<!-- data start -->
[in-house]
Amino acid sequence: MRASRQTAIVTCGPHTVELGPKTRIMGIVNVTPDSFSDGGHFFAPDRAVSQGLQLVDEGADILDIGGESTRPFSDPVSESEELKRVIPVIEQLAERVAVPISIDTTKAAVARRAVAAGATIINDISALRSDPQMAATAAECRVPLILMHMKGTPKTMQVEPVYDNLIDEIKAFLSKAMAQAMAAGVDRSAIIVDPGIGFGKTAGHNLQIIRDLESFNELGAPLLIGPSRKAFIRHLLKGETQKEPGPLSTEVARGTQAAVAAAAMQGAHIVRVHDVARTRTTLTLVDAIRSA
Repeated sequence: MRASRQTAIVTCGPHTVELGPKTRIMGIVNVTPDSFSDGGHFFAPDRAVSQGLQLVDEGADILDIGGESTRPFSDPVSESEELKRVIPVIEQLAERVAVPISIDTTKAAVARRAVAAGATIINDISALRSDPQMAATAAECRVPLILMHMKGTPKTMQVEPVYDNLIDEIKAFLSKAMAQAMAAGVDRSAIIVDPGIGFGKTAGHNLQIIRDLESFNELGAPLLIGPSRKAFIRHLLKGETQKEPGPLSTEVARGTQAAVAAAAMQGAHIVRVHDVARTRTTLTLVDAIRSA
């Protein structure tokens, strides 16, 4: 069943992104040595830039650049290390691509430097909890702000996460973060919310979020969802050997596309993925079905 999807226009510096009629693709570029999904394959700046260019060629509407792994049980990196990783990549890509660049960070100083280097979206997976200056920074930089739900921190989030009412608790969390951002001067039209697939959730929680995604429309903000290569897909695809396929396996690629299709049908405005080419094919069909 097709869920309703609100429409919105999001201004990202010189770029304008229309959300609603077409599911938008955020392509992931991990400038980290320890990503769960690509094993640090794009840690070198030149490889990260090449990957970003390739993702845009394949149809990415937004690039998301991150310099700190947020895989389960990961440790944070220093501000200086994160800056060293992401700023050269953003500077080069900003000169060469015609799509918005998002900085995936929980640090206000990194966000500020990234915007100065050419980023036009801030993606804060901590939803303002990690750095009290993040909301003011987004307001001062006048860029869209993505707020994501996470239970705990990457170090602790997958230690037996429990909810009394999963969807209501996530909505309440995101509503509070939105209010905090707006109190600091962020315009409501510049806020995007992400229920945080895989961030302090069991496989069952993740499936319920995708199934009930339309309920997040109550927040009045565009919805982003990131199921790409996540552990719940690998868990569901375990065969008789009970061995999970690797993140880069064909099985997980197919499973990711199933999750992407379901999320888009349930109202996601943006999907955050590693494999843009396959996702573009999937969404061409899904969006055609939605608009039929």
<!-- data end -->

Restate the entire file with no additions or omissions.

[in-house]
Amino acid sequence: MRASRQTAIVTCGPHTVELGPKTRIMGIVNVTPDSFSDGGHFFAPDRAVSQGLQLVDEGADILDIGGESTRPFSDPVSESEELKRVIPVIEQLAERVAVPISIDTTKAAVARRAVAAGATIINDISALRSDPQMAATAAECRVPLILMHMKGTPKTMQVEPVYDNLIDEIKAFLSKAMAQAMAAGVDRSAIIVDPGIGFGKTAGHNLQIIRDLESFNELGAPLLIGPSRKAFIRHLLKGETQKEPGPLSTEVARGTQAAVAAAAMQGAHIVRVHDVARTRTTLTLVDAIRSA
Repeated sequence: MRASRQTAIVTCGPHTVELGPKTRIMGIVNVTPDSFSDGGHFFAPDRAVSQGLQLVDEGADILDIGGESTRPFSDPVSESEELKRVIPVIEQLAERVAVPISIDTTKAAVARRAVAAGATIINDISALRSDPQMAATAAECRVPLILMHMKGTPKTMQVEPVYDNLIDEIKAFLSKAMAQAMAAGVDRSAIIVDPGIGFGKTAGHNLQIIRDLESFNELGAPLLIGPSRKAFIRHLLKGETQKEPGPLSTEVARGTQAAVAAAAMQGAHIVRVHDVARTRTTLTLVDAIRSA
């Protein structure tokens, strides 16, 4: 069943992104040595830039650049290390691509430097909890702000996460973060919310979020969802050997596309993925079905 999807226009510096009629693709570029999904394959700046260019060629509407792994049980990196990783990549890509660049960070100083280097979206997976200056920074930089739900921190989030009412608790969390951002001067039209697939959730929680995604429309903000290569897909695809396929396996690629299709049908405005080419094919069909 097709869920309703609100429409919105999001201004990202010189770029304008229309959300609603077409599911938008955020392509992931991990400038980290320890990503769960690509094993640090794009840690070198030149490889990260090449990957970003390739993702845009394949149809990415937004690039998301991150310099700190947020895989389960990961440790944070220093501000200086994160800056060293992401700023050269953003500077080069900003000169060469015609799509918005998002900085995936929980640090206000990194966000500020990234915007100065050419980023036009801030993606804060901590939803303002990690750095009290993040909301003011987004307001001062006048860029869209993505707020994501996470239970705990990457170090602790997958230690037996429990909810009394999963969807209501996530909505309440995101509503509070939105209010905090707006109190600091962020315009409501510049806020995007992400229920945080895989961030302090069991496989069952993740499936319920995708199934009930339309309920997040109550927040009045565009919805982003990131199921790409996540552990719940690998868990569901375990065969008789009970061995999970690797993140880069064909099985997980197919499973990711199933999750992407379901999320888009349930109202996601943006999907955050590693494999843009396959996702573009999937969404061409899904969006055609939605608009039929």